Emily Rapposelli, an epidemiologist with the Florida Department of Health in Monroe County, joined Good Morning Keys on KeysTalk 96.9/102.5FM this morning to talk about communicable disease education.
Mosquito borne diseases are a big topic of discussion in tropical climates, like the Keys.
Rapposelli said, “Mosquito borne diseases include West Nile virus, chikungunya fever, malaria, etc. They are viruses that spread to people by mosquito bites. Mosquito borne illnesses are spread by infected mosquitoes and can cause serious illnesses in people.”
How is the virus actually spread?
Rapposelli said, “If the mosquito is infected with the virus and you are bitten by that mosquito, then that’s how the virus is spread.”
How can people keep this from happening?
Rapposelli explained, “You can avoid getting bitten by practicing drain and cover. The drain refers to draining standing water, and this will prevent mosquitoes from multiplying. It includes draining water from garbage cans, house gutters, buckets, pool covers, coolers, toys, flowerpots or any other kind of container that water can collect in and then the cover portion of this refers to covering yourself and your home. You can do this through utilizing mosquito repellent with the active ingredient DEET. If you’re going to be outside where mosquitoes are present, wear shoes, socks, long pants, long sleeves, just covering your skin and you can also use drain covers in your homes and windows screen.”
What are the symptoms?
Rapposelli said, “The symptoms can include fever, chills, headache, and neck pain, muscle and joint pain, nausea and vomiting, diarrhea, rash and fatigue. So if anyone is experiencing these symptoms, it’s important that they contact their health care provider right away.”
Foodborne illnesses are also serious.
Rapposelli said, “Campylobacteriosis and Salmonellosis are the names of the illnesses, but Campylobacter and salmonella are the bacteria that causes the illness. Typically it is spread by ingesting food or water that’s been contaminated. This can be done through inadequately cooked raw meat, poultry, eggs, consuming unwashed fruits and vegetables, drinking contaminated or inadequately treated drinking water or contact with any animals or animal feces.”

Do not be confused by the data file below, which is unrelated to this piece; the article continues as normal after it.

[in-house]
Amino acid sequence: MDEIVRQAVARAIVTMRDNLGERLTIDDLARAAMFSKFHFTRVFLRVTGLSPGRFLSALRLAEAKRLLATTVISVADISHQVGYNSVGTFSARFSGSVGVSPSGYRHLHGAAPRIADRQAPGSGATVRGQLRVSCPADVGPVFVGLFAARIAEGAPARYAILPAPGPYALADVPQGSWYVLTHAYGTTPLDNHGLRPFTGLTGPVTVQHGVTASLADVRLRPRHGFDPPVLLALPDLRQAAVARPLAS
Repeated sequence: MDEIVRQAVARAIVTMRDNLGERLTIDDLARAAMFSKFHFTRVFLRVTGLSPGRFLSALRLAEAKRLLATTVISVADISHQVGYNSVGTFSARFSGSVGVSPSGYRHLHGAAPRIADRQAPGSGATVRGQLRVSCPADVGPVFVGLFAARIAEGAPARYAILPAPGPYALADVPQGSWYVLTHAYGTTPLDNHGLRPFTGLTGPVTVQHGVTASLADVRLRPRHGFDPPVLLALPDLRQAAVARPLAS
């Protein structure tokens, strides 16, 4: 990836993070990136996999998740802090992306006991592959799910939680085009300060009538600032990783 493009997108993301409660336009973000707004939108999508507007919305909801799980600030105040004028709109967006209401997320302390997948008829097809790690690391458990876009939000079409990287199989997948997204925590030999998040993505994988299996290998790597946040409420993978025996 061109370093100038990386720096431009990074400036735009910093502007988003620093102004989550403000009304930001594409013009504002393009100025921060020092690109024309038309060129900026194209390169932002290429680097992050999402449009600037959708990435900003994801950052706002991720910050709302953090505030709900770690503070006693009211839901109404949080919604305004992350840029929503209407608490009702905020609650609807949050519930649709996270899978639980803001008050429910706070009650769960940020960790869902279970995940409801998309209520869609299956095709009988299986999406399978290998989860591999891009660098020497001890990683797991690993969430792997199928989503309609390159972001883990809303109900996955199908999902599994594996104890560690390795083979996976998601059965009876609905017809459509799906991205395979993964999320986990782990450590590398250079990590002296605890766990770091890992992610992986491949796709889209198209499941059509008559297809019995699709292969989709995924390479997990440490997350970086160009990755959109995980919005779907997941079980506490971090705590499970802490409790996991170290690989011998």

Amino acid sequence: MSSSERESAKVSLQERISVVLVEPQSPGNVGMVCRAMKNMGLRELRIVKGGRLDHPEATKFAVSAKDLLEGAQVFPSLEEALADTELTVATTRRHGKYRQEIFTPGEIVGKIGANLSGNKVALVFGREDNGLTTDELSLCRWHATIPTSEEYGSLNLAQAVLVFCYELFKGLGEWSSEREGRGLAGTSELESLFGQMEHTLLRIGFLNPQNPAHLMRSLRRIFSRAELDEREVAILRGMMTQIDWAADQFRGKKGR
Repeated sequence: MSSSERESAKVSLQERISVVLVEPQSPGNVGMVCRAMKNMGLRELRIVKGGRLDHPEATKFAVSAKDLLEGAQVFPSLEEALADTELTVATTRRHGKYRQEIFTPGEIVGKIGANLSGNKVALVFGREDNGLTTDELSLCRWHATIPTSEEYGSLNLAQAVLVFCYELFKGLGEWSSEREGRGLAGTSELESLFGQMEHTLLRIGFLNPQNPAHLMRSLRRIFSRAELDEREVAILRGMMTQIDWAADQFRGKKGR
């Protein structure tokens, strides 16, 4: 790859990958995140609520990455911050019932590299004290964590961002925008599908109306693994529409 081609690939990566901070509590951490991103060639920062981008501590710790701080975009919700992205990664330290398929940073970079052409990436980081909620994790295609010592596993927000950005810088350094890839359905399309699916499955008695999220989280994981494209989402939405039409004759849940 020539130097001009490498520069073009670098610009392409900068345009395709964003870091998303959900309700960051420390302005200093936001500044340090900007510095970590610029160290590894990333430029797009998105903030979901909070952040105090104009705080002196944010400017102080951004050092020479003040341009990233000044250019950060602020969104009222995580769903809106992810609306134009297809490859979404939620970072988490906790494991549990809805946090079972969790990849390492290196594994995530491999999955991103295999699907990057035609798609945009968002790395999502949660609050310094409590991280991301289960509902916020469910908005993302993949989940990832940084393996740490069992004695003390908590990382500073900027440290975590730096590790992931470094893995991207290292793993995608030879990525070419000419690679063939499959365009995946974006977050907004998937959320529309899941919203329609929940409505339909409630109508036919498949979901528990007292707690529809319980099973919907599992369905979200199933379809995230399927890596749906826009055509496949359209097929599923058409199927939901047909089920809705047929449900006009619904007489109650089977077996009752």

Cooking food to a specific temperature can help protect you.
Rapposelli added, “We always recommend practicing proper hand hygiene. People with diarrhea should not be preparing food for others. People with diarrhea should not be using any recreational water venues and be excluded from sensitive situations such as if they are a daycare attendee or a daycare worker, health care workers or food handlers. Individuals should be symptom free for 24 hours for campylobacteriosis and 48 hours for Salmonellosis without the aid of medication prior to returning to any sensitive situation.”
Foodborne illnesses can include a number of symptoms.
Rapposelli said, “Symptoms can include diarrhea, fever, stomach cramps, nausea, vomiting, lasting around a week. So it’s important to stay at home and contact your healthcare provider right away for diagnosis, treatment and guidance if you’re experiencing these symptoms.”
Sometimes the symptoms will not go away on their own.
Flu season is also here.
Rapposelli reminded, “It’s important to avoid close contact with individuals if you’re sick or if you’re sick, limit contact with others and cover your nose and mouth with a tissue when you call for sneeze. It’s important to always wash your hands with soap and water often, avoid touching your face. Clean and disinfect surfaces and objects that are considered to be high touch. It’s important to remember that flu season begins typically October and can last through May of the subsequent year.”
What about the flu vaccine?
Rapposelli said, “If you are interested in getting the flu vaccine, you can obviously do so. Discuss with your health care provider first and see the recommendations. But the flu vaccine reduces the risk of flu illness between 40 and 60 percent. There are lots of places within our community that offer the flu vaccine. Most pharmacies, lots of doctor’s offices, urgent care facilities, and of course, Florida Department of Health Monroe County will have the vaccine as well. I would recommend calling to schedule an appointment just so that our facility and our clinics are aware prior to you arriving.”
Protection from all disease is important.
Rapposelli said, “Protect yourself. If you’re experiencing symptoms, definitely go talk with your healthcare provider and see what they recommend. In terms of Florida Department of Health and our events, we have two events coming up. The first one is our Health To You event. This will be in Big Pine Key Community Center. We will have incentives for people to come. Snacks, health screenings, vaccines, bike helmets, a whole multitude of things. Also later in October, we are partnering with Lower Keys Medical Center to provide screenings to individuals in the community. HIV tests, immunizations, STD testing, glucose and sugar testing are just a couple of things.”
For more information, click here: https://monroe.floridahealth.gov/index.html